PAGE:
A coastguard lookout at Portland Bill was first built in 1934, where it was ran by the coastguard up towards the end of the 20th century, until most stations across the UK were closed in 1994 by the government to save costs. The station was soon taken over by the National Coastwatch Institution, who rebuilt the station later in the 21st century. The NCI Portland Bill Lookout Station is located half a mile north of the tip of the Bill, close to the Old Higher Lighthouse.
During the 1960s the Ministry of Defence Magnetic Range was built at the Bill, where testing can be performed away from stray electric and magnetic fields. Close to this range is Portland's main Raised Beach, created during a warm inter-glacial period 200,000 years ago when sea levels were about 15 metres above present levels.
An old wooden crane, known as Red Crane, was once on the cliff edge at Portland Bill, where it was often used to lower fisherman and their boats into the sea. After being destroyed by vandals, the crane was replaced by a steel crane. Another crane, the Broad Ope Crane, is located further east of Portland Bill, near Cave Hole. Both were first erected as part of the quarrying operations at Portland Bill.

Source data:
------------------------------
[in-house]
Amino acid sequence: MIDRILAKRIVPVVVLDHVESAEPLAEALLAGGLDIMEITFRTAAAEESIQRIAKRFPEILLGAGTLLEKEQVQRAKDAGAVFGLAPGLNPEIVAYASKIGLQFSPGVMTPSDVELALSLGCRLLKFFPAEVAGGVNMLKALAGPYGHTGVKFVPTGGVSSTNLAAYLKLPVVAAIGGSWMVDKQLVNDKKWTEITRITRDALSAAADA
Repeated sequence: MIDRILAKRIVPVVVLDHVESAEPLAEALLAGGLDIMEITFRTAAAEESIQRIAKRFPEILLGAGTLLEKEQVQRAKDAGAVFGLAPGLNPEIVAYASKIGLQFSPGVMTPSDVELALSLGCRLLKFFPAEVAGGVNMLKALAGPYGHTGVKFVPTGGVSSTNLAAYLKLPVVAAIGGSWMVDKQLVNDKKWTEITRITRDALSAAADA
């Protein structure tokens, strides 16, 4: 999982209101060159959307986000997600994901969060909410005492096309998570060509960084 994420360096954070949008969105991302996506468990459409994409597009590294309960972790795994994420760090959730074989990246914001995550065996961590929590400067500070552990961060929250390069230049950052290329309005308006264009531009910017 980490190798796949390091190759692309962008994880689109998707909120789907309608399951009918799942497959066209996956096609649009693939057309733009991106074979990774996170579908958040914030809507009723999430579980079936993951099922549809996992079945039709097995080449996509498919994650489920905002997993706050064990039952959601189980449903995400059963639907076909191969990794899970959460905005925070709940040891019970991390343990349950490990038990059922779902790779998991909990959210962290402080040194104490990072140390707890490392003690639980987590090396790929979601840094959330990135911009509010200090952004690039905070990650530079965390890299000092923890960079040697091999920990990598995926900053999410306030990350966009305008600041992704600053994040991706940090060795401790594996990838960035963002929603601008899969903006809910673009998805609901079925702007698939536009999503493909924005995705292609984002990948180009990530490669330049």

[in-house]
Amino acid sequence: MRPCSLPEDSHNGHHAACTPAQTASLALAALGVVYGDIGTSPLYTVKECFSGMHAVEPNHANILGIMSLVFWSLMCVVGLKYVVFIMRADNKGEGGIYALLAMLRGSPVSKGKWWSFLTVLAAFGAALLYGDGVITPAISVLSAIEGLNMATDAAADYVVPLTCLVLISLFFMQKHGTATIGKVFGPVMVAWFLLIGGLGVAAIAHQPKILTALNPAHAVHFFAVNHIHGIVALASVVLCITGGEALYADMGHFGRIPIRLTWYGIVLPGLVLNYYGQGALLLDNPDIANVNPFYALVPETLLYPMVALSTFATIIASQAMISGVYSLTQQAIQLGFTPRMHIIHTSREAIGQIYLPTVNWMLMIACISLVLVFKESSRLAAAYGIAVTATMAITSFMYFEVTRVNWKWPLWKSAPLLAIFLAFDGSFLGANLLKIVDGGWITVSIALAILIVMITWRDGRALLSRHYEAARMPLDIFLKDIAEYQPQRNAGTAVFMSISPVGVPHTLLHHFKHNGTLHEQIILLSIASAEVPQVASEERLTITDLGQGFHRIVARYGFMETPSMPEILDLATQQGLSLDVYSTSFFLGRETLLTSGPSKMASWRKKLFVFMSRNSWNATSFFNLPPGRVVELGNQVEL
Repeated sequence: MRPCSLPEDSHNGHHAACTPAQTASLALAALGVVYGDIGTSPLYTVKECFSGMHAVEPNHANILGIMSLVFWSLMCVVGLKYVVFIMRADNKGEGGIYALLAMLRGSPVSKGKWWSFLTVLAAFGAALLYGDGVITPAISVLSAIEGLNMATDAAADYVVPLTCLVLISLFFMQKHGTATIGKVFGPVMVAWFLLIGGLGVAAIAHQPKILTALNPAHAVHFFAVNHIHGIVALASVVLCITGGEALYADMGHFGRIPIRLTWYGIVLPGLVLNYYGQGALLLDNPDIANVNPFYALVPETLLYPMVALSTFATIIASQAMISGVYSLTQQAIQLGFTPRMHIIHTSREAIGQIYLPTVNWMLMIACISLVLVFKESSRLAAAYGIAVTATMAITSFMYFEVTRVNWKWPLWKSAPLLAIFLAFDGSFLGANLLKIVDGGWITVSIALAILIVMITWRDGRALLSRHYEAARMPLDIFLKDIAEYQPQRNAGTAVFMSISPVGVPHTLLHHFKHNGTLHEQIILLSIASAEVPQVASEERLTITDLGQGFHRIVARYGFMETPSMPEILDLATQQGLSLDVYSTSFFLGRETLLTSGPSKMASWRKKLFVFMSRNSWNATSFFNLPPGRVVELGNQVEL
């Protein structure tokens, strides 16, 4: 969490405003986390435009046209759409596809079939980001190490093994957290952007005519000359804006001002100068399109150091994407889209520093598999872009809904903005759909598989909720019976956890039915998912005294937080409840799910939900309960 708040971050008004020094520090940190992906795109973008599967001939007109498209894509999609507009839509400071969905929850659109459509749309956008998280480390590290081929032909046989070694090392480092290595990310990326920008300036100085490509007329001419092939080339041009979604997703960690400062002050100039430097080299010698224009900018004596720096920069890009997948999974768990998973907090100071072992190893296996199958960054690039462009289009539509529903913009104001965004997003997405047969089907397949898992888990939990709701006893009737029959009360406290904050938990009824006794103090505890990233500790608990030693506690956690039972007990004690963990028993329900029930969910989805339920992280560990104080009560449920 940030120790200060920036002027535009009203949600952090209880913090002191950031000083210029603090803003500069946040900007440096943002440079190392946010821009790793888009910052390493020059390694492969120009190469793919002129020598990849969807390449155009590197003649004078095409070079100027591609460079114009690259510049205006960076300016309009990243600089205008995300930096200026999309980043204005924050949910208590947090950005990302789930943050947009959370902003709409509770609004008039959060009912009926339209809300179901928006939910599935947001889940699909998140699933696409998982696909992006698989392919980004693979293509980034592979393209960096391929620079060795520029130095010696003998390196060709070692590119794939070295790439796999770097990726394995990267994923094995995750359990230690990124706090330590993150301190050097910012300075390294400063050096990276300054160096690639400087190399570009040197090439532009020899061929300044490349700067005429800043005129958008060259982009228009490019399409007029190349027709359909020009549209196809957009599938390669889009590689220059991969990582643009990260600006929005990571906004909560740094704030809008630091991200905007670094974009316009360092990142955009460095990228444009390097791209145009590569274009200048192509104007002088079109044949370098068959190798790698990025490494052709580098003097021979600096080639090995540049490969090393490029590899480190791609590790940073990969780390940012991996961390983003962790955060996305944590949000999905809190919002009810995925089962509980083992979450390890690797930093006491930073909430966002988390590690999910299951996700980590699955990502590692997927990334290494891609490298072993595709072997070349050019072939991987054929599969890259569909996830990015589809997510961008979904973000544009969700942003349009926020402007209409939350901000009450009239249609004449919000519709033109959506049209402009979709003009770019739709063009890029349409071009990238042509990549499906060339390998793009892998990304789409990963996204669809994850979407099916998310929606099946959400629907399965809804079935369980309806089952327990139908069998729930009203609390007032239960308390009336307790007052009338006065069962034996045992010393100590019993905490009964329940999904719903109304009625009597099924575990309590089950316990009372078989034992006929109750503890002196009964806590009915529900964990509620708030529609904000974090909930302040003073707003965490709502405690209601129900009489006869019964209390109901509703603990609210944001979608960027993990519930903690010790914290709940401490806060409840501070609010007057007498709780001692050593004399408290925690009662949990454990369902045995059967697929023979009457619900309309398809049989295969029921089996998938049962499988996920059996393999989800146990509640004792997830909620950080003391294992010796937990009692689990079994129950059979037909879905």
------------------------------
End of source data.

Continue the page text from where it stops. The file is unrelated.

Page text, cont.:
A few houses are found in the area, largely around the Old Lower Lighthouse. This is one of the most remote settlements in South Dorset. The area also holds many beach huts, which is due to modern planning regulations being introduced after the huts were built. The huts often sell for prices around £30,000. During the Second World War, many soldiers were billeted on Portland by mid-1941, and marines took over the fields filled with these huts.
Aside from the Portland Bill Lighthouse gift shop and lighthouse tours, there are a few commercial businesses in the area, including a restaurant, a pub and a B&B. The Pulpit Inn, overlooking the Bill, was built in 1954. It was originally named Devenish Arms, after the Weymouth brewery that built it. The Lobster Pot Restaurant lies close to the lighthouse, and was established in 1952. In 2011, 2CR fm (now Heart fm) voted the restaurant's scones the best in the South region. The Cosy Cafe once sat next to the restaurant, where it was a familiar landmark at Portland Bill. In October 2002 a planning application was submitted to demolish the cafe and by early next year it was gone.